Children need predictability in their life. They need to know the rules. This means that parents need to be on the same page, at least most of the time. My children are typically developing, and I find it difficult for my husband and I to agree on all parenting issues. Although, we do agree on most issues. It must be even harder for two parents to agree on their approaches when the child has special needs. Unfortunately, while I am at work it is not an uncommon sight for me to see parents on opposite ends of the spectrum in their approach to parenting. So often, one is more leniant because they are a "softee" or feel sorry for the child. The other parent might be stricter and expect more of the child no matter if he has a special need or not. Of course this depends on the special need, if it is medical, developmental, or learning problems. However, these children need consistency between their parents more than anyone else does.
Some suggestions on how to get on the same page on parenting your child with special needs are:
- Discuss your opinions and how you will respond to things before the situation arises. Do not bicker, argue, or debate in front of your child. This is super confusing for the child and lets them know the two of you are not in agreement. This is especially the case for a divorced couple. So, unless the child is in harm, don't disagree with the other person in front of the child.
- Understand the rules at daycare, preschool, the babysitter's home and other places that your young child may be during the week. Try to use some of those same rules at home. This might include not eating a snack before washing hands. It might be that the word "stupid" is considered a bad word; if they can't say the word at school, don't let them say it at home.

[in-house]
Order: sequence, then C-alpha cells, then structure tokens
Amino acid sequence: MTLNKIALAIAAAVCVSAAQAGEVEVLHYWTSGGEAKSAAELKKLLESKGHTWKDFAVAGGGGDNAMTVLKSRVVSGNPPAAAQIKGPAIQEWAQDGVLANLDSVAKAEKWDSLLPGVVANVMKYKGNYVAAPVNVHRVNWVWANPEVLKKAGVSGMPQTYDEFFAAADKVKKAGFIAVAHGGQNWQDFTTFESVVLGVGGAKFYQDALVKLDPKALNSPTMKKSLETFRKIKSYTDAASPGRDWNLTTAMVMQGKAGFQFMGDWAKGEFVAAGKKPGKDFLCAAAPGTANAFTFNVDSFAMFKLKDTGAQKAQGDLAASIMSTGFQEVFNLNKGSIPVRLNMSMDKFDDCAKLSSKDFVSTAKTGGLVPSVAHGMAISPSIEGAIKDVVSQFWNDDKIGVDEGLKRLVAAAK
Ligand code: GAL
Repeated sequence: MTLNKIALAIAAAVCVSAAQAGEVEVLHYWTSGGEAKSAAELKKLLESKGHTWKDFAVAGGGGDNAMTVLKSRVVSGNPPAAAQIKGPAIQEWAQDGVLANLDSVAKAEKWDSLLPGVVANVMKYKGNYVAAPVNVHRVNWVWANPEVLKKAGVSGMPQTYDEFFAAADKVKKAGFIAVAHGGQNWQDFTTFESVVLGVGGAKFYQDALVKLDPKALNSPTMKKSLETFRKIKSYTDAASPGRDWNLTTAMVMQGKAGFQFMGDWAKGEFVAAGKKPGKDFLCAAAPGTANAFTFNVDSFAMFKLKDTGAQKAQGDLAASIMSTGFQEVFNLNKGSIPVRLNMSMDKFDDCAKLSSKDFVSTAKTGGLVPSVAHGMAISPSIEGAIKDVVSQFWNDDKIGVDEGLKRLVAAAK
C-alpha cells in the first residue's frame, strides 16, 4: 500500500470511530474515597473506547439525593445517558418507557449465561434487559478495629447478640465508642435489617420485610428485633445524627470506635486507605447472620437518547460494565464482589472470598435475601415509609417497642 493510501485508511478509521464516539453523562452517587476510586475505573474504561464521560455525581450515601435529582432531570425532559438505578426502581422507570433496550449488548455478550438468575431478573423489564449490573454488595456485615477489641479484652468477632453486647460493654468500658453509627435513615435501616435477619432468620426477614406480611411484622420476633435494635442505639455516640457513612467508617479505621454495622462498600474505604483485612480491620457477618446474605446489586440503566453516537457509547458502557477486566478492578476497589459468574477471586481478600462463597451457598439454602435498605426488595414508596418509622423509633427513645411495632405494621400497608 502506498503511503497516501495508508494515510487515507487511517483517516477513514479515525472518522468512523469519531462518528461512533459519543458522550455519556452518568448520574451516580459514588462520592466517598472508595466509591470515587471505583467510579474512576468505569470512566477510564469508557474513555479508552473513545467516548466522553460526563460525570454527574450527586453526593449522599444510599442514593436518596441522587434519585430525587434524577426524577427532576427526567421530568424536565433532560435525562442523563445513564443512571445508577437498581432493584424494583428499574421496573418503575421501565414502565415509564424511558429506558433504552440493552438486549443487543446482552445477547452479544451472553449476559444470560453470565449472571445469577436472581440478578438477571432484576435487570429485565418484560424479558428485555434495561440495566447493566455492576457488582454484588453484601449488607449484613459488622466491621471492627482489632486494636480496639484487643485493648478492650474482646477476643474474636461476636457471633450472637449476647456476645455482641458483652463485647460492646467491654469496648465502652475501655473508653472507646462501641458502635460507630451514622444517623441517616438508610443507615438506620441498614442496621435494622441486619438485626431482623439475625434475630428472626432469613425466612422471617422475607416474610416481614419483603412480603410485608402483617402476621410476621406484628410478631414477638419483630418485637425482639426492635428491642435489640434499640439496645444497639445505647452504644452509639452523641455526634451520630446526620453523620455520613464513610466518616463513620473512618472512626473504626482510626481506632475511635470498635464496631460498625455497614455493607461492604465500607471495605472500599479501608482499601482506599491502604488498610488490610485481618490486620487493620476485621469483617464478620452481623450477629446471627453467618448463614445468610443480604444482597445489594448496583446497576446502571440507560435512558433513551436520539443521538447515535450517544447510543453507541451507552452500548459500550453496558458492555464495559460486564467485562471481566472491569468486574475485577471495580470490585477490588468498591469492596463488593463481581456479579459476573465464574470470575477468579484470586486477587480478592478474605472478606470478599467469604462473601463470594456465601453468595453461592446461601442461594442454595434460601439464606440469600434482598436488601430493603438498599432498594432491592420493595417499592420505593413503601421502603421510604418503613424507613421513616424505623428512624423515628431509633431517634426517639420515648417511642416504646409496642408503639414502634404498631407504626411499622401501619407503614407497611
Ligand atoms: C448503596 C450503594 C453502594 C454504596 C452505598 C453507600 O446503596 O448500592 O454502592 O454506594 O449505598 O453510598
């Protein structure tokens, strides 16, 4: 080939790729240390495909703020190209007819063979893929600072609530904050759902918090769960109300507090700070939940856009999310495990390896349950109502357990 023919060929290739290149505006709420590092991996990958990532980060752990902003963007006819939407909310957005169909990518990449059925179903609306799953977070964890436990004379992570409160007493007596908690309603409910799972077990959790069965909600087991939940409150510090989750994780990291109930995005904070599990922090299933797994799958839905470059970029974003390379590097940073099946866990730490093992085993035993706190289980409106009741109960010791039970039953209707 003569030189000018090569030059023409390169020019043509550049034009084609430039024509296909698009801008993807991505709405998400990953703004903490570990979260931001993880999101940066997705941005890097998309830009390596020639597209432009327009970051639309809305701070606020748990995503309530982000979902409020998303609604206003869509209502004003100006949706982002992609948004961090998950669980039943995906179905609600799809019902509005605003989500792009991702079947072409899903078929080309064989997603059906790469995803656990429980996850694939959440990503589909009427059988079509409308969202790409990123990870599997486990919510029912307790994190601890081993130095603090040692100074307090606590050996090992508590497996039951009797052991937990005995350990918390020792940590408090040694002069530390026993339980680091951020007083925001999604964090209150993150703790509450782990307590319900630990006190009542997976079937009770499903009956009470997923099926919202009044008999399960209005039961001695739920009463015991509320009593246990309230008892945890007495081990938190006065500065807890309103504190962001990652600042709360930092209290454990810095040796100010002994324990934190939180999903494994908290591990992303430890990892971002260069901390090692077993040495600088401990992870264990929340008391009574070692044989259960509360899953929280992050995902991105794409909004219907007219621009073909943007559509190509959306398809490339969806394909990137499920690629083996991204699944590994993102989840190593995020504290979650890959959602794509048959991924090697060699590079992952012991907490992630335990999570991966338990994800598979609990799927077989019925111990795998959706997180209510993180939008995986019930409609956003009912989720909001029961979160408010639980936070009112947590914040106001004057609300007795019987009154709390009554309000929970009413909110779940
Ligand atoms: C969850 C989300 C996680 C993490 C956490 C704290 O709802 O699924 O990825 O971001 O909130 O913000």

- After therapy sessions (physical, speech, occupational, or other), discuss any techniques that might need to be updated by the parents. If the speech therapist recommended only giving the child a small amount of food at meal time so that the child needs to request more food with sign language or words, then do this at each meal if possible. And all caregivers need to carry this out, not just the parents.
- Be consistent and predictable. If the child's behaviors start to improve, don't all of the sudden switch approaches as this may alter the child's behavior again. Remember, that predictability can be calming. An example may include that if a toddler with feeding problems learned to chew food without gagging after 6 months of addressing the issue, then don't regress to offering him baby food because that is all you had in the pantry. Plan ahead if you need to, but if you let him have the baby food again, you just undid alot of the work. It may take another month to get him to eat table food or not scream when he does eat it.
- Keep open lines of communication. Discussing how to address behaviors that the child displays may need to be done on a regular basis; maybe once a week or once a month.
- Give lots of praise to your spouse in front of the child and in private. It is not easy to be a parent and it is even harder when there are special circumstances
Now, I hope this weekend and next week on our family vacation that my husband and I can be consistent with our parenting styles. I know that times where we are in a hotel and out of our environment can be a true test for us!